TULLE, France (Reuters) - It’s not an introduction you’d expect from a presidential contender. Last month, when French socialist candidate Francois Hollande stepped off a train on a visit to London, he did so with the words “I am not dangerous.”
The bespectacled 57-year old, who is running against President Nicolas Sarkozy, is barely known outside France. Even at home he was long best known as the supportive partner of fellow Socialist politician Segolene Royal. Now, though, opinion polls put him ahead of Sarkozy, a center-rightist, in the election whose first round will be held on April 22.
For many in financial markets, in both France and Europe, that’s a worry. They see Hollande’s promise to impose a 75 percent tax on high earners, split investment banks from retail banks, and focus on economic growth - for which the bond market reads big state spending - as a threat.
In his first major campaign speech in January Hollande declared: “In the battle ahead, my main adversary has no name, no face and no party. He will never run as a candidate. He will never be elected, but he rules in spite of all that. My adversary is the world of finance.”
If he wins, says George Magnus, a London-based senior economic adviser at investment bank UBS, the market’s current tranquility “will evaporate.” Not solely because of the Frenchman’s demands, but because he might persuade other Europeans that it’s time to deviate from the path of austerity and start spending.
Which is why when he arrived in one of the world’s biggest financial centers in February, Hollande emphasized his innocence when asked by a reporter about financial markets.
Hollande, who has not given an interview for this story, styles himself an ordinary man. And a close study of his track record - as well as old friends, voters in his local constituency, colleagues and advisers - suggest he may not be all that radical. He is certainly the opposite of Sarkozy - rather than celebrity connections and “bling-bling”, he’s plain and simple, and in place of ministerial experience, Hollande had three decades in the provinces.
Without naming Hollande, Sarkozy has said his chief rival lacks experience and “lies morning and night”. Hollande has said Sarkozy’s fatal flaw is his record in office. At a lunch last January French newspapers reported that the socialist called Sarkozy a “nasty piece of work”.
Hollande’s supporters say he has to play a careful political game. He needs left-wing support to win the election, in which candidates from both the far left and far right are stirring discontented voters with increasingly strident campaigns. But at heart, say his backers, he is a congenial, ordinary pragmatist who will look for compromise.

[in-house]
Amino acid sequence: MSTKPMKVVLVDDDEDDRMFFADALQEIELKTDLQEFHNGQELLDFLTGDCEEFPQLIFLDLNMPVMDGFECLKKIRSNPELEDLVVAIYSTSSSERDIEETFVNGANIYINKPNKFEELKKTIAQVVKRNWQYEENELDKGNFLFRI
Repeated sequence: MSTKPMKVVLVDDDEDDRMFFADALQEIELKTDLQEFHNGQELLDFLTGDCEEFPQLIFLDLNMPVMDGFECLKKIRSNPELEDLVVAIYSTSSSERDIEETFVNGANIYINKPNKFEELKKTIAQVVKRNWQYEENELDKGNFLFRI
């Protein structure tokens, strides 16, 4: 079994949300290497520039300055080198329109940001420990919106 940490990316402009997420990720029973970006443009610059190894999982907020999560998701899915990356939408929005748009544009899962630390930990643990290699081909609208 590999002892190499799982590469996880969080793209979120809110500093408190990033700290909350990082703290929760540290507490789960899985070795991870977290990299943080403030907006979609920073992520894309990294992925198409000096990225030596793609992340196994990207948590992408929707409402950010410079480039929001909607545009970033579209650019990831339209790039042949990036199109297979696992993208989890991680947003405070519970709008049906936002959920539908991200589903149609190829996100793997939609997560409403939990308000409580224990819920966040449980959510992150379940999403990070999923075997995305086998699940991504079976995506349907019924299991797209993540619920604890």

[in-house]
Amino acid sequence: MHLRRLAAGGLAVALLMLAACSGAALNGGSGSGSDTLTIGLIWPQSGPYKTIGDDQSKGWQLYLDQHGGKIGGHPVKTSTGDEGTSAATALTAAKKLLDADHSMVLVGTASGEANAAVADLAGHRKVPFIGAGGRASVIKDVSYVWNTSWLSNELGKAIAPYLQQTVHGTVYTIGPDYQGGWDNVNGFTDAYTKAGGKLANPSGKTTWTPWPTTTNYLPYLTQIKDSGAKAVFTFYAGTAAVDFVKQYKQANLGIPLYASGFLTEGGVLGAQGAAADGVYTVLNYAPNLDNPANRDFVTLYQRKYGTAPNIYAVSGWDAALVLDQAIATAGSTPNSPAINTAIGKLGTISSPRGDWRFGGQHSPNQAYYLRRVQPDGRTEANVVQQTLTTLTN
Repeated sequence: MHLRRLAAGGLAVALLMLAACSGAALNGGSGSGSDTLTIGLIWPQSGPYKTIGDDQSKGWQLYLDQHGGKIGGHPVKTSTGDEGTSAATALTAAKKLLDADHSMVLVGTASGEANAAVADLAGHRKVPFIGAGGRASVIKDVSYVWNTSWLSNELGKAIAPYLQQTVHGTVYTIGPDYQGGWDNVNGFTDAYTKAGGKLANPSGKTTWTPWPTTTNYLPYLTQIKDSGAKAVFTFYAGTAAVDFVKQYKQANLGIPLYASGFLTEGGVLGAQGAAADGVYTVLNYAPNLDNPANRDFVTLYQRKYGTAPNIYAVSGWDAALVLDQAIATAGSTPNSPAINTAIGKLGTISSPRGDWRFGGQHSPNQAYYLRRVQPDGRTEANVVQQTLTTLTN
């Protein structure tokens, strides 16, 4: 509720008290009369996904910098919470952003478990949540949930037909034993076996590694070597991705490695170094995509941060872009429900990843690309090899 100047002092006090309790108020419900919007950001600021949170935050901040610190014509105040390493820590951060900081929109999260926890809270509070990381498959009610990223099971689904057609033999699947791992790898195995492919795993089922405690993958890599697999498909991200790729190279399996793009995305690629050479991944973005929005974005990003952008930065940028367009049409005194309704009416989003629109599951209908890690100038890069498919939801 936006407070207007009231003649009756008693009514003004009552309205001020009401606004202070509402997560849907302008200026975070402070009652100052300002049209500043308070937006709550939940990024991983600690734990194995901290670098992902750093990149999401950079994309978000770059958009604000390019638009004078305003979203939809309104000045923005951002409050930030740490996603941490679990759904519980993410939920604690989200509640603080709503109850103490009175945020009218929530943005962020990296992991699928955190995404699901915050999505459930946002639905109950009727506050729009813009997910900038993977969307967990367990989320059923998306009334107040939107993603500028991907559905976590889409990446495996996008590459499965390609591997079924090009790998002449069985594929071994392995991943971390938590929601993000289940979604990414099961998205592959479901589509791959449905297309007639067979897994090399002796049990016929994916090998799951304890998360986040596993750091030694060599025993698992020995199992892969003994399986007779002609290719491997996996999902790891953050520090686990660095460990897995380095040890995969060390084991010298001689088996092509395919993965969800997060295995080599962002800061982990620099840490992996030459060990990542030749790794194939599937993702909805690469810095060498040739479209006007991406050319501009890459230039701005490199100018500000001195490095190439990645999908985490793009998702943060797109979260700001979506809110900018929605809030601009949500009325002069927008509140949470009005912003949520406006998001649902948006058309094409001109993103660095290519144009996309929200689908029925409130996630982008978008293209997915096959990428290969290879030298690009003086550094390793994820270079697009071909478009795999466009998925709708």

“Every president is the product of a moment in time,” says Claude Bartolone, a long-serving member of parliament who joined Hollande’s campaign team last year.
In the very early hours of a Sunday morning in Paris last year Francois Hollande learnt his life had changed. His partner, Valerie Trierweiler, shook him out of a deep slumber, people close to the couple say.
She told him Dominique Strauss-Kahn, a fellow Socialist, the head of the International Monetary Fund and runaway favorite to become the next president, had been arrested on sex assault charges in New York. Even though these were later dropped, it made Hollande suddenly the frontrunner to become the country’s first Socialist president since Francois Mitterrand in 1981.
In a campaign book, “Changing Destiny”, published in February, Hollande acknowledged that his prospects got a boost from the “candidate who never showed up”. He has also been keen to emphasize how his lifestyle differs from that of his globe-trotting socialist rival.
Behind a blue door in his parliamentary offices in the southern town of Tulle is the room where Hollande sleeps on Fridays, when he shuttles to the Correze region, his political constituency for the past 30 years.
It’s a room so drab its most extravagant item is a brown electric trouser-press that looks as if it dates from the 1970s.
A metal bed is draped with a blue-and-white quilt and flanked by two nondescript bedside tables. There’s an alarm clock, a wicker chair, and a chunky old TV set. The cold faux-parquet flooring, also found in his office next door, adds to the image of Spartan simplicity.
Hollande usually arrives by plane from Paris late Thursday or early Friday, and rarely leaves without shaking dozens of hands and kissing dozens of cheeks at Tulle’s open-air market on Saturday morning. “He knows almost everyone, the sellers and the shoppers,” says Tulle’s Socialist mayor Bernard Combes, 52, who met Hollande at a village fete and quit his job as a schoolteacher a decade ago to work with him.
Hollande is often seen at the Caleche cafe, just around the corner from his constituency office. On Saturday mornings he slides into a horseshoe-shaped sponge-plastic seat for his customary “grand cafe et croissant”. On one day last month, an all-music channel played on the TV screen that hangs over his favorite breakfast table.